One of the reasons for Fitwel’s comparative affordability is the absence of on-site testing. But that doesn’t mean certified projects aren’t achieving results, says Frank. “The research is the verification,” she says. “If you implement these strategies, then, on a statistical basis, you’re likely to achieve these health outcomes.”
Advocates of the wellness standards argue that the added expense, even of the more costly of the two systems, is worth it. The construction manager Structure Tone moved into its Gensler-designed New York offices near Penn Station last summer. Robert Leon, vice president of global services, estimates that all hard and soft costs connected with the project’s registration and certification added about $1 per square foot to the 82,000-squarefoot interior renovation project. Going forward, he expects maintaining its WELL Silver status, including recertification and operational and organizational costs such as those associated with healthy food in the cafeteria or bike-share memberships, to amount to about $100 per employee each year.
Leon contends that the certification will easily pay for itself with increased productivity and better retention rates. Several sources point to an often-cited report by the consulting firm the Muldavin Company. It pegs the average corporate investment in wellness programs at $700 per employee per year, but puts employee participation at below 50 percent. “Much of this money is wasted,” says James Stawniczy, senior consultant for wellness at HOK. But the strategies in WELL provide a passive benefit to all occupants, according to the study, which estimates that superior indoor environmental quality can improve work performance by as much as 10 percent.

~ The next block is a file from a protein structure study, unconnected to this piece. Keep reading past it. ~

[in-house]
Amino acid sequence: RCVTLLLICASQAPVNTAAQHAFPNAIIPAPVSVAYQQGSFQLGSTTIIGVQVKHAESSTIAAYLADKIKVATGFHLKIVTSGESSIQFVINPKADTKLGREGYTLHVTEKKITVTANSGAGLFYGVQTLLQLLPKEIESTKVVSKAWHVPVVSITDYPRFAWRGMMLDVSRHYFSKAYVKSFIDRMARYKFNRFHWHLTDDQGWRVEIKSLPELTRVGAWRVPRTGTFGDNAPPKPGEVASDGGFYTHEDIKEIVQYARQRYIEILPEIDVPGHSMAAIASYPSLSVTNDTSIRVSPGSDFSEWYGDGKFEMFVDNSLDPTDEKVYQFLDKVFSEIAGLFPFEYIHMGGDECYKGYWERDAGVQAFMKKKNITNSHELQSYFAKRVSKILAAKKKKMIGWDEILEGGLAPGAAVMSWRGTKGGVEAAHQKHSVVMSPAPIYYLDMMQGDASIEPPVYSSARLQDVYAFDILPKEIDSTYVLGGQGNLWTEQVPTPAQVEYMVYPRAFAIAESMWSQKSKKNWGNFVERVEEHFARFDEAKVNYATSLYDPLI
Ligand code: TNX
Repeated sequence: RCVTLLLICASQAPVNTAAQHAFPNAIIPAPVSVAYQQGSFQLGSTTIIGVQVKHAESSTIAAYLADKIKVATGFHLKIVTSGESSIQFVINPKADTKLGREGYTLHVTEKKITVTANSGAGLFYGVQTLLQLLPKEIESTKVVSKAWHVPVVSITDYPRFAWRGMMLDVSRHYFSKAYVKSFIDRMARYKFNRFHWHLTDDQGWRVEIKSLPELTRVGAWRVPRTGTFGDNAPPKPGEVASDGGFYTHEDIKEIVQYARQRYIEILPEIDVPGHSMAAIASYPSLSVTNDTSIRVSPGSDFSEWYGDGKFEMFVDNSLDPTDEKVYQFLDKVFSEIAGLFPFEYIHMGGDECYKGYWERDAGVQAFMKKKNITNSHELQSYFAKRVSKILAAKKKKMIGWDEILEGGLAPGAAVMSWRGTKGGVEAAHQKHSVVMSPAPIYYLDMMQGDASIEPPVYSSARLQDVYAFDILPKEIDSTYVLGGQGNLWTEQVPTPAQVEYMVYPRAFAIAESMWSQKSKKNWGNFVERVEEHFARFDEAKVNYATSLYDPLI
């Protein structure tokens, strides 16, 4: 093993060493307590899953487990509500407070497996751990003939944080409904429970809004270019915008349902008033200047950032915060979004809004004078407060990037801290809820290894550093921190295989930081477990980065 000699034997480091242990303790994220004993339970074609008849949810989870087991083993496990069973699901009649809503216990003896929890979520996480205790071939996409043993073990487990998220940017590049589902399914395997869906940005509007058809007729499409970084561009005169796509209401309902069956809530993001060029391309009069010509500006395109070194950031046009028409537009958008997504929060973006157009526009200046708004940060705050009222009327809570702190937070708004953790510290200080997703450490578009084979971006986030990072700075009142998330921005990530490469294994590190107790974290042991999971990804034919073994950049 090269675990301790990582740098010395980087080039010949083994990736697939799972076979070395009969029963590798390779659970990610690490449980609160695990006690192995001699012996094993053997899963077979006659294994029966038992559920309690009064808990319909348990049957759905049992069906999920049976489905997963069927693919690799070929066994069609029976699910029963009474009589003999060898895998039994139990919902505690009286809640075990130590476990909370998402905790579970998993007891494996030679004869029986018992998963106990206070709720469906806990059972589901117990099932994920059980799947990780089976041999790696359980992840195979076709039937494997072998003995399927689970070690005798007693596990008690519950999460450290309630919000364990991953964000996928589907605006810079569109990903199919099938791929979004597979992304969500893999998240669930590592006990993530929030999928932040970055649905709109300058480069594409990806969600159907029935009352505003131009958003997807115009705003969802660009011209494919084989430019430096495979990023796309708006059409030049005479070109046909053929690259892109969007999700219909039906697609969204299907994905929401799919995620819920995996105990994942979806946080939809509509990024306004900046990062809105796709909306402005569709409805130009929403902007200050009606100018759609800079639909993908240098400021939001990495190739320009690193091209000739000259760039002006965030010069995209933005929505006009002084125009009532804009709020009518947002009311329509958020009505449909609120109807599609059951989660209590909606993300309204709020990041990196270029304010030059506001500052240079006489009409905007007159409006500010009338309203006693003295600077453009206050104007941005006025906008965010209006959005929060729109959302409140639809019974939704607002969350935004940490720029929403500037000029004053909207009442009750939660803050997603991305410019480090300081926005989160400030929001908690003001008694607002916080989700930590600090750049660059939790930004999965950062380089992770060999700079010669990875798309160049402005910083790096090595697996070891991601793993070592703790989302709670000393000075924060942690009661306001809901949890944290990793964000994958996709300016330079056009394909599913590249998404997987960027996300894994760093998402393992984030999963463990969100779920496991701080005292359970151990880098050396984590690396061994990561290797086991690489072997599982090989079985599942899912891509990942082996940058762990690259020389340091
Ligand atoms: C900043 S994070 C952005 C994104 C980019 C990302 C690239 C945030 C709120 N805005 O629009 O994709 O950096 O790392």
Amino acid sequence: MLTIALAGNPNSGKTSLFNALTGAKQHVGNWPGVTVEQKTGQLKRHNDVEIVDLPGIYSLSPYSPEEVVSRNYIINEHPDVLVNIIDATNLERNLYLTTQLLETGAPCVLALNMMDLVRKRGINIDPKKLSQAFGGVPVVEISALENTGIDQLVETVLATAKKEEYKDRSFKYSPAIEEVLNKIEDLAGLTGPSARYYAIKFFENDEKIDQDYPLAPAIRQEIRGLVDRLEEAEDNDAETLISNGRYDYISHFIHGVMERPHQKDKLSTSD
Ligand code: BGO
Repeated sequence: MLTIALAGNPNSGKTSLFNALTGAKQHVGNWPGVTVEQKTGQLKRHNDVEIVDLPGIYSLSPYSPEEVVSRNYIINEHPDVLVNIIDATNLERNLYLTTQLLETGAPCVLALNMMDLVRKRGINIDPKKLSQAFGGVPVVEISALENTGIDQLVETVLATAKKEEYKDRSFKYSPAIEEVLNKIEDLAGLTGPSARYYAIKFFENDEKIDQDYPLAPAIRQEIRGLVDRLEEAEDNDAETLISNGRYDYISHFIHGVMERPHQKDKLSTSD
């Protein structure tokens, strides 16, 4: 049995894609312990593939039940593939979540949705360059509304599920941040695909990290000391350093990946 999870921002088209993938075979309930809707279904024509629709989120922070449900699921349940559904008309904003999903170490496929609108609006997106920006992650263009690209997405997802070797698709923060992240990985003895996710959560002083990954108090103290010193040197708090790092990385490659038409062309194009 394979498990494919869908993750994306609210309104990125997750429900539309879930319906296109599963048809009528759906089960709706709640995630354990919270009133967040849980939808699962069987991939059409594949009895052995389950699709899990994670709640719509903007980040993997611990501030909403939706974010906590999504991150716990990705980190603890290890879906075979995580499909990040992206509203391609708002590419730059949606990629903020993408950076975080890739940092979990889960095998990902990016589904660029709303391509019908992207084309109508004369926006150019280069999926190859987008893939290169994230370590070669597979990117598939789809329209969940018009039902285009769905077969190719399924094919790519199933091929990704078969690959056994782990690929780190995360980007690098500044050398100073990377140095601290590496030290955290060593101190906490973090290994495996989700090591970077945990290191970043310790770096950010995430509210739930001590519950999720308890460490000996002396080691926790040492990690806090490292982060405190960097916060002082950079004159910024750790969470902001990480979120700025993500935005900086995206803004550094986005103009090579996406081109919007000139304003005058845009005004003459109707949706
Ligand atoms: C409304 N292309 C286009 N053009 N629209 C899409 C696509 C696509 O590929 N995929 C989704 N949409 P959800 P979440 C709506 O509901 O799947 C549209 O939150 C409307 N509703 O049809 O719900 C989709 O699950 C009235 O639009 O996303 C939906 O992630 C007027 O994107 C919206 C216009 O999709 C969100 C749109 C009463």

Beyond the corporate sector, the investment may be harder to justify. But both IWBI and CfAD are working on extending the reach of their respective standards. A Fitwel scorecard specifically tailored to multifamily housing is slated for a soft launch by the end of the year. IWBI, meanwhile, plans to create marketsector advisory committees, made up of experts and users who will help make sure the certification system is flexible enough to be applied to a variety of building types beyond offices and housing. For firms seeking to help their clients choose between these two certification systems, sources agree that it really comes down to a matter of fit. There’s a lot of overlap in the priorities of WELL and Fitwel and in the research they rely on, observes Paula McEvoy, a codirector of Perkins+Will’s Sustainable Design Initiative. “What’s important,” she says, “is making the changes and implementing the strategies.”
To earn one AIA learning unit (LU), including one hour of health, safety, and welfare (HSW) credit, read the "Continuing Education: Wellness in the Workplace," review the supplemental material listed below, and complete the online test. Upon passing the test, you will receive a certificate of completion, and your credit will be automatically reported to the AIA. Additional information regarding credit-reporting and continuing-education requirements can be found online at continuingeducation.bnpmedia.com.
Financial Support for Sustainability and WELL Building Standard Decisions by Scott Muldavin, President, The Moldavian Company
1 Discuss the goals of the WELL Building Standard and of Fitwel.
2 Outline the structure of both certification systems.
3 Explain how WELL and Fitwel help define the relationship between human health and the built environment.
4 Discuss the challenges to certification under both systems.
AIA/CES Course #K1709A